Wednesday, March 14, 2007

Marble boats and fried scorpions

We've done it! Tonight we ate scorpion and silkworm on a stick. The former was just a crispy shell and the silkworm so disgusting that it did not go down the throat but straight out into a rubbish bin. Crispy on the outside, squishy inside. Awful! In fact all of the street food that we ate along Dongfuwen Street tonight was bad.

It was an unpleasant end to an otherwise good day. In the morning we started walking towards the Forbidden City. I found the Lonely Planet China book to be too big to carry around for city use, so we purchased an LP Beijing City Guide from the Wangfujing Foreign Book store. You need to ask at the information counter where they are hidden.

Breakfast was purchased from a street vendor selling pancakes topped with egg, spring onions and chilli paste. Delicious. At one point the vendor ran out of batter in the middle of cooking a pancake and one of his customers popped into the booth and continued cooking her breakfast!

We then changed our mind and decided to go to the Summer Palace instead. This involved three different metro lines and a taxi ride. The taxis are scary, weaving across the road, narrowly missing other cars and pedestrians. Fortunately, the traffic is slow, unlike in Sydney.

Walking around the Summer Palace was a very pleasant way to spend the day. Crowds were few, allowing us to wander without constantly running into tour groups. We watched musicians and dancers perform on stage, playing bells and drums. It's a long hike up the hill to the Tower of Fragrant Buddha, past Tibetan style architecture, but visually worth it.

I wish that we had time to walk around the lake, across the many stone bridges. Instead we walked to the famous marble boat. It wasn't as impressive as its reputation would suggest. The boat does not actually float, but then neither can it sink, a good omen for China. The Lonely Planet states that the boat was built using money earmarked for modernisation of the Chinese navy, but according to the television documentary Around the World in 80 Treasures the boat already existed before the Dowager Empress Cixi's reign, but that she had had it redecorated with paddle steamer wheels to represent modernity. She sounds like a nasty piece of work, does Cixi.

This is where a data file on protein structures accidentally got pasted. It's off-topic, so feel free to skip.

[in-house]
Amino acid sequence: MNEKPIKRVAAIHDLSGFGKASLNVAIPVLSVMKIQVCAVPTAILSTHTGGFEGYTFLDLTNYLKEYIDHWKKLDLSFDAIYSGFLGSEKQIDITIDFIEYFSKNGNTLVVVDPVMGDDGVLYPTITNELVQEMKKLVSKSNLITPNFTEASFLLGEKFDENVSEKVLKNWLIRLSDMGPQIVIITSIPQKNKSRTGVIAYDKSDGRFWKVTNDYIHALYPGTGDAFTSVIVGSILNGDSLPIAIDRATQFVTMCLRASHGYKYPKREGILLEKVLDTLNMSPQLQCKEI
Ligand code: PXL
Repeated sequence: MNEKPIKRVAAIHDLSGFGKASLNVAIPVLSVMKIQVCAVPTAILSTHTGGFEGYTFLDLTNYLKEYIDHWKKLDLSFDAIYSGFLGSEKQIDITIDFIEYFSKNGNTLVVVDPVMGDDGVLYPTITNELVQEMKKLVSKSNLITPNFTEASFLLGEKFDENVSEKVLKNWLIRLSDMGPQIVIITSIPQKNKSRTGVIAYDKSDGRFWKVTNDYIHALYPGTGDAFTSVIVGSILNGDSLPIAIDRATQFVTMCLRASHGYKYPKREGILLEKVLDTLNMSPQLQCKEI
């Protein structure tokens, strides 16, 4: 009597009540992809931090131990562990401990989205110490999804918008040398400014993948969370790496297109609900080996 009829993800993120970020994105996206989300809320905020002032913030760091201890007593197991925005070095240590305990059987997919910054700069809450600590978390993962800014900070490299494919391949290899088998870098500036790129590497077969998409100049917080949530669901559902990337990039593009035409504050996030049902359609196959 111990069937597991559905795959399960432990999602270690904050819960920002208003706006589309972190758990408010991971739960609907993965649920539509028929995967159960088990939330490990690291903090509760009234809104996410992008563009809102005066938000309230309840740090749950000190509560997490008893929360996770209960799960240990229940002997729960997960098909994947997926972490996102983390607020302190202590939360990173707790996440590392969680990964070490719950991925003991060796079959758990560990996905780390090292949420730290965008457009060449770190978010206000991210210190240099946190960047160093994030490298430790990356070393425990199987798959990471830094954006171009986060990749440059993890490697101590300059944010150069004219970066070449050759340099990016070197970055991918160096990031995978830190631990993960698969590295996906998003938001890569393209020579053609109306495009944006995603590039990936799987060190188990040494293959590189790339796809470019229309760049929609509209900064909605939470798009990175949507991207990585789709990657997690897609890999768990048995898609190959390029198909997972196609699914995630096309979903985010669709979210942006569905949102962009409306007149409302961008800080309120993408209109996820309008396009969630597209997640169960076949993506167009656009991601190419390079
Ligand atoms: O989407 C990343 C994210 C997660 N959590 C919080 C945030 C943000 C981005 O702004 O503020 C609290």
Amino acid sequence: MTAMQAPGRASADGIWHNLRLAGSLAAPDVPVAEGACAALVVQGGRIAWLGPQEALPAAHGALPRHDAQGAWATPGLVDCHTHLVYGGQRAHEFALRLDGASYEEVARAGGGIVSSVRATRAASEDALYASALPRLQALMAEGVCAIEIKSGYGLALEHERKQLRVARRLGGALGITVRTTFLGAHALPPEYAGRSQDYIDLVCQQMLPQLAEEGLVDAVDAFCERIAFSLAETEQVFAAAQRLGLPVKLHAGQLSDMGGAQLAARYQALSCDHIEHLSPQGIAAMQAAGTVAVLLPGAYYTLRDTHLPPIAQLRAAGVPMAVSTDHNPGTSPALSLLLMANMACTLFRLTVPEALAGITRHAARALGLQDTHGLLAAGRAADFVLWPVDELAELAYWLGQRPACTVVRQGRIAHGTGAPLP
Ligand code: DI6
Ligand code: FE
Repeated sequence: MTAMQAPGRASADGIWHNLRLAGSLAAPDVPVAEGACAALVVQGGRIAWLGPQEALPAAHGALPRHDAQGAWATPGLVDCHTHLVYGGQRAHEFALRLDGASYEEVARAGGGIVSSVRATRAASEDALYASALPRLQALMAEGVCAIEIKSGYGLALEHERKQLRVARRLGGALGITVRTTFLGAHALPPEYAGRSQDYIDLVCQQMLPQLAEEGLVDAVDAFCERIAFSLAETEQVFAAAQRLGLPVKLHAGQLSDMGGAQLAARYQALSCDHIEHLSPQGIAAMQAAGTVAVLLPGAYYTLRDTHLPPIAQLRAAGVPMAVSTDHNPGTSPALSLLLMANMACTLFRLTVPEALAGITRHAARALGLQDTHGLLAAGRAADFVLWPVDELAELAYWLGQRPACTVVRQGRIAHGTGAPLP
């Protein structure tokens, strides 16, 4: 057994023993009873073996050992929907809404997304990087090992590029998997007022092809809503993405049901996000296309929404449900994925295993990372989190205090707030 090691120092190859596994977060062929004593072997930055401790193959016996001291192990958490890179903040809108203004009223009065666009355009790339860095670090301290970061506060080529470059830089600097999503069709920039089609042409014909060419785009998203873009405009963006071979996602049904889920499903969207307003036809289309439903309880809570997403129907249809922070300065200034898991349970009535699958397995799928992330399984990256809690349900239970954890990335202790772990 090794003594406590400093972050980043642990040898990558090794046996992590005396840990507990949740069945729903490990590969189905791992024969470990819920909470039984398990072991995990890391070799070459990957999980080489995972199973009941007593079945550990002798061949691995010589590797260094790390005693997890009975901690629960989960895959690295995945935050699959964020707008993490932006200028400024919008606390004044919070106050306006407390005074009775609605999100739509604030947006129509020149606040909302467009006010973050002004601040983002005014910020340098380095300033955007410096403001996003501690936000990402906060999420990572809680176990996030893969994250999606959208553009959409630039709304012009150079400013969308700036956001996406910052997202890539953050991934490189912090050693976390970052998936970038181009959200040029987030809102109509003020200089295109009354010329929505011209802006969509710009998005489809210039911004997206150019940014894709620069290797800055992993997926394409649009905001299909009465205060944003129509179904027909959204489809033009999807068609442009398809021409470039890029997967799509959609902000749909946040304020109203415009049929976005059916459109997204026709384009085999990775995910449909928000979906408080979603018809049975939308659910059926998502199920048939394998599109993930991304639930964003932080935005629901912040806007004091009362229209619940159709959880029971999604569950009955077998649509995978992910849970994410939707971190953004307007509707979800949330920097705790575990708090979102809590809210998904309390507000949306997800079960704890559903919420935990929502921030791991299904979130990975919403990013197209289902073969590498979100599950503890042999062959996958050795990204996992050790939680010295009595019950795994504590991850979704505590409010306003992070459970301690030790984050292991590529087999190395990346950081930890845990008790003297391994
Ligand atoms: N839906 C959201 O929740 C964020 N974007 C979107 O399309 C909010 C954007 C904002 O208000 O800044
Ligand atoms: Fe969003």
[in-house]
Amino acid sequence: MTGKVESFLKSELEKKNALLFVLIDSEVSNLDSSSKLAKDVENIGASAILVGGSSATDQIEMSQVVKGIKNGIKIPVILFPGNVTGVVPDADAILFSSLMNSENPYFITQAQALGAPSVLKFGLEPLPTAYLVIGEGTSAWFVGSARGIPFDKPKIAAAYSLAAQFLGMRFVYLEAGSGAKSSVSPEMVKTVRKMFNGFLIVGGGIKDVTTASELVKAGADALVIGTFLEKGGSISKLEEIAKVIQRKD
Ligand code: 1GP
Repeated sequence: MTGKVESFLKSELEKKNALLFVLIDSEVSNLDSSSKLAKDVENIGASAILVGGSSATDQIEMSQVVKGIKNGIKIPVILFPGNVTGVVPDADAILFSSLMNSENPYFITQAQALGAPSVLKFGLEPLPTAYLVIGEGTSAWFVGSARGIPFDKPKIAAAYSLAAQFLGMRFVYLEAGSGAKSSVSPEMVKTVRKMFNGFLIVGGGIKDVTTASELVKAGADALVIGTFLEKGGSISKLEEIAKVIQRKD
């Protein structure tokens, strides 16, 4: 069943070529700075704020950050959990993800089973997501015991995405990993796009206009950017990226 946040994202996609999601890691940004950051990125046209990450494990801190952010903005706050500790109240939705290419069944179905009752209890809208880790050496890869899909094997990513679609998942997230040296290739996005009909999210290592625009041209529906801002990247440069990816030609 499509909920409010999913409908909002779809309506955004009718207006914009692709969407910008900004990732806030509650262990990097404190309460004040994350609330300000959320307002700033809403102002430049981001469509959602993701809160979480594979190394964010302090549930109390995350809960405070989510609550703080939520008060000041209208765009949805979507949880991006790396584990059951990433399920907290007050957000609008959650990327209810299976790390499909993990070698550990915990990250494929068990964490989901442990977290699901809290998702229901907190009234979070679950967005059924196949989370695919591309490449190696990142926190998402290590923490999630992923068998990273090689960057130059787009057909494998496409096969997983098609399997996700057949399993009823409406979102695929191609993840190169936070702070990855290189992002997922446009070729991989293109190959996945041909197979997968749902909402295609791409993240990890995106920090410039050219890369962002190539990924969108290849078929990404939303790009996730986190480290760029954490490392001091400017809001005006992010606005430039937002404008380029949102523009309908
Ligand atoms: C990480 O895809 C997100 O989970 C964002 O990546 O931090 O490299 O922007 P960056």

Another taxi ride took us to Jingshan Park. We ate a delicious beef and vegetable noodle soup and pork and shallot dumplings for lunch in a small shop. Basic, but very tasty. Then it was on the back of a trishaw for a tour of the hutongs. The rider's grip of English was basic, but he really tried.

The hutongs were not as impressive from street level as they appeared looking down upon them from the train. However, it was a very pleasant way to spend an hour. The guide stopped us outside on hutong and an old lady showed us around for a fee of RMB20 per person. She did not speak English, but had descriptions written on cards. Expensive, but interesting and she seemed nice.
We had to go to an ATM when we realised we didn't have enough money to pay the guide. We are so unfamiliar with living in a cash society now.

Rather than catch a taxi, we decided to walk back to the hotel from our location. On the way we stopped in at Jingshan Park, climbing yet another hill to another pagoda. Wonderful view of the Forbidden City.

And so it was that we arrived back at the food stalls along Dongfuwen Street and learned that not all Beijing food is delicious.

Off to walk the Great Wall tomorrow.